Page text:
I am considering posted the novel here on the blog–what do you think? Are you curious? Interested? Would you subscribe so you could stay on the trail with the narrator? Let me know in the comments!
On Earth Day April 22, 2015 and during April’s National Poetry Month, Los Angeles Poet Laureate Luis Rodriquez will speak and read from 6-9pm at Ventura College, 4667 Telegraph Road, Ventura CA 93003 as part of a free One Book One Campus Celebration from 6-9pm in Guthrie Hall located on the west side of campus. Parking by the gym is $2; Guthrie Hall is the octogonal shaped building almost directly east from the gym.
This semester, a number of my students in both classes chose to read his memoir about gang life, Always Running. Students then gave presentations about their books and had the option to make a trailer or to create a blog. The point of their presentations was to convince their classmates to read their book, and in the case of Rodriguez, to be enthused and interested in attending this event. Which they are!
Here’s a trailer students made for Always Running which does a wonderful job of catching the spirit of the book and shows a lot of creativity:
I will add links to the other students’ websites they created ASAP; each group took a different approach, but they were all great and I am proud of the work they did as groups as well as individually.
As you can imagine, we are very pleased to have Luis Rodriguez visit us, read, speak, and sign books on Earth Day!
We expect a full house so overflow will be in the library classroom for a live feed.
On April 21, 1985, at 23 years old, Ken Alley and I set off to backpack from Mexico to Canada. In 1987, we completed the trail and I became one of the first 20 women to hike the 2700 mile long Pacific Crest Trail. On my 30th anniversary, I am on the trail again; from March 28-31 I did the first 53 miles from the border to Pioneer Mail Picnic area.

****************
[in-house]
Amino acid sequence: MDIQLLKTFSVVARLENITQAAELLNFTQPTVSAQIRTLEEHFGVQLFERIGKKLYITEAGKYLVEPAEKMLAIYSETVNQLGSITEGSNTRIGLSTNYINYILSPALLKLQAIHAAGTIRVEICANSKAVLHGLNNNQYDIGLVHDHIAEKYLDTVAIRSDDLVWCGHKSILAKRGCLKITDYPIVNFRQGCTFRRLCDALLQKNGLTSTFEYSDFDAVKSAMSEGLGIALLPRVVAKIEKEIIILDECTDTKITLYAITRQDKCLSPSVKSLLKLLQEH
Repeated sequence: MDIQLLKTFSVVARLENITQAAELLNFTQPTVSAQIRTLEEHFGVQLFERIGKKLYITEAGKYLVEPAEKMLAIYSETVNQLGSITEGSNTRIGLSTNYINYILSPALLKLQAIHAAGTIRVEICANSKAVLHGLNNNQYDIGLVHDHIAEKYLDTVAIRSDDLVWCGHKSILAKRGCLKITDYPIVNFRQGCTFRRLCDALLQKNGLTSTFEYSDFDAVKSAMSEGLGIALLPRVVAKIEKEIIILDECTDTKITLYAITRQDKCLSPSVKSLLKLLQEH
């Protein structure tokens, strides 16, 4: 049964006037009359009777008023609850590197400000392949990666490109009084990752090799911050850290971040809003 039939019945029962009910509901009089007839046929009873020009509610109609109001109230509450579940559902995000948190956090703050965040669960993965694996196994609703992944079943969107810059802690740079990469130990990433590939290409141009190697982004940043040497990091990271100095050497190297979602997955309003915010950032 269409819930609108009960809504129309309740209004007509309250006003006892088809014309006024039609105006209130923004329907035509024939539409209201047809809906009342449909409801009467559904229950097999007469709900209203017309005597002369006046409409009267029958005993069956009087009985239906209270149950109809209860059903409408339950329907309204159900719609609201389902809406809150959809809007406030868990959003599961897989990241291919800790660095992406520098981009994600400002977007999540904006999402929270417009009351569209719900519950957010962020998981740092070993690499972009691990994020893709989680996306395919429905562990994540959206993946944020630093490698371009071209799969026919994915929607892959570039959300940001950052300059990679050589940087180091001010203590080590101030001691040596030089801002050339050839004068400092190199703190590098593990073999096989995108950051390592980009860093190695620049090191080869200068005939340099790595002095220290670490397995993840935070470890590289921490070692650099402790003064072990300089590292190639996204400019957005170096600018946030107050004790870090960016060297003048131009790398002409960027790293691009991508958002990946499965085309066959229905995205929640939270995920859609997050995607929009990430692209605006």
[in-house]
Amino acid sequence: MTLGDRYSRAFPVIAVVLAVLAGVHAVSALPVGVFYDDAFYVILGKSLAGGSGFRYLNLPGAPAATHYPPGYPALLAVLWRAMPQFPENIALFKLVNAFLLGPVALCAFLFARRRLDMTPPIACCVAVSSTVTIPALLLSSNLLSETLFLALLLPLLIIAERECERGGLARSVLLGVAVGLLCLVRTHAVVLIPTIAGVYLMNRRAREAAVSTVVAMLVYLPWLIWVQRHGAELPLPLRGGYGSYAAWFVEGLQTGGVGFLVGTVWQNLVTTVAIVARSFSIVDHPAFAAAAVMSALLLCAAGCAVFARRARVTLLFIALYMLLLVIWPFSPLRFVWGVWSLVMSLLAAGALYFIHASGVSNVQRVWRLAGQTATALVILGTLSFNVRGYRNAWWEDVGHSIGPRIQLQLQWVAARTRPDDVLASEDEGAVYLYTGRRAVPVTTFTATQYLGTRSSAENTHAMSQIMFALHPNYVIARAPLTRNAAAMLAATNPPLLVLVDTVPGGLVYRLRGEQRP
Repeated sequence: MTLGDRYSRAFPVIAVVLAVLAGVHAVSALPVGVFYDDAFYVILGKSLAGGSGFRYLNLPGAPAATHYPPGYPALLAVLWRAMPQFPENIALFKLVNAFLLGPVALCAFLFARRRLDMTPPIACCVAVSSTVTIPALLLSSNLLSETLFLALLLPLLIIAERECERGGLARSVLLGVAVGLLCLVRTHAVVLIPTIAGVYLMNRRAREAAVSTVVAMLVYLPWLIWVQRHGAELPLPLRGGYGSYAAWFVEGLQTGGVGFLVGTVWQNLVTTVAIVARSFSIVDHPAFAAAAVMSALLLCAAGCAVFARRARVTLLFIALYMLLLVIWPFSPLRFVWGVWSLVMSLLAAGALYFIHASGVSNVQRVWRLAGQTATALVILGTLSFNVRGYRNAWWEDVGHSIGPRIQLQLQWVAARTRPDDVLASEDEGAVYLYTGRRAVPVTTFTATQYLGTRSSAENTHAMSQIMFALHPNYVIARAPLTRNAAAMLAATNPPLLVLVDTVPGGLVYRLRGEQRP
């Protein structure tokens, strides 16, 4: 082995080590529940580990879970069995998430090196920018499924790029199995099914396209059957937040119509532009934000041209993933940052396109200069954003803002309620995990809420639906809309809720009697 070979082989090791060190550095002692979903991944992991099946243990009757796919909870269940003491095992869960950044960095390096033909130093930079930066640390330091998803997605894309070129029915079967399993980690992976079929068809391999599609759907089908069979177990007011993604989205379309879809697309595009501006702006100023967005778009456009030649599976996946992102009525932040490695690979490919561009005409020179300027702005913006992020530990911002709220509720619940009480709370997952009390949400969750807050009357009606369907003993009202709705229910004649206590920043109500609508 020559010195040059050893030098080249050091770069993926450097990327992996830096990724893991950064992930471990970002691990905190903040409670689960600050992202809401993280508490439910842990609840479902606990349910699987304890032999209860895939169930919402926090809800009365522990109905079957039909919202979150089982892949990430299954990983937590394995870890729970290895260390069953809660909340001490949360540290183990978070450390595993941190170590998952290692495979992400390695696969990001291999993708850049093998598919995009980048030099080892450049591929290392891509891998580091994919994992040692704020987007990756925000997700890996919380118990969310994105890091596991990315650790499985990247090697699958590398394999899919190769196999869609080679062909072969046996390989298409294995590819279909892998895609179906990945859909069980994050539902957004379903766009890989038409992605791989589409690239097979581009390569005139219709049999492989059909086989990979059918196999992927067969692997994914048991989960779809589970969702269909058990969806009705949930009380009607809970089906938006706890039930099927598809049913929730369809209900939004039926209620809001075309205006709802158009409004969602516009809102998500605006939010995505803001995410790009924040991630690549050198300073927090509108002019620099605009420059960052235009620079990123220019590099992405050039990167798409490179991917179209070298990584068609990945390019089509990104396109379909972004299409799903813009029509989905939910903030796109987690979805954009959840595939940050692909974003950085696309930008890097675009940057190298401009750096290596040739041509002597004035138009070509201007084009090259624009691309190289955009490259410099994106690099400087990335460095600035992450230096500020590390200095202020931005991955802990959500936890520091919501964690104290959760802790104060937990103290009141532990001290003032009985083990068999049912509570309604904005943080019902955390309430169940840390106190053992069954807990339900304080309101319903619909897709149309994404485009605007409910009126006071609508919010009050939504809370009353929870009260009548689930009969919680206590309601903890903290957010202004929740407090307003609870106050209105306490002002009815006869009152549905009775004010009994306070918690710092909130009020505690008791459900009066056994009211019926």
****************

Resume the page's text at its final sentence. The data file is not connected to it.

Join me on Earth Day to hear stories from my adventure and watch the R rated film Wild based on Cheryl Strayed’s 1995 1100 mile journey on the trail. The event is free and open to the public. Find us in the Ventura College library classroom from 3:30-6pm Weds. April 22, 2015.
Ventura College is located at 4667 Telegraph Road, Ventura CA 93003. From the 101, take the Victoria exit and head for the hills; turn left on Telegraph. The library is the tall imposing building in the middle of campus and the library is on the second floor with the classroom in the back. Parking is $2.
Originally posted on wine predator:
As the weather warms, wine predators everywhere are headed to outdoor wine festivals, tastings, and activities as well as picnics in the park on the beach.
As luck would have it, today is a Saturday and my 12th wedding anniversary –which means silk, linens, and pearls! Oysters anyone? Plus it’s Earth and Poetry month. So how should a wine predator poet celebrate?
Fortunately, I have several wonderful wine options!
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Three great affordable wines that are sustainably produced and dry farmed–just what you need for Earth Month!
Originally posted on wine predator:
the angel symbolizes the winery’s philosophy to be a positive force and influence.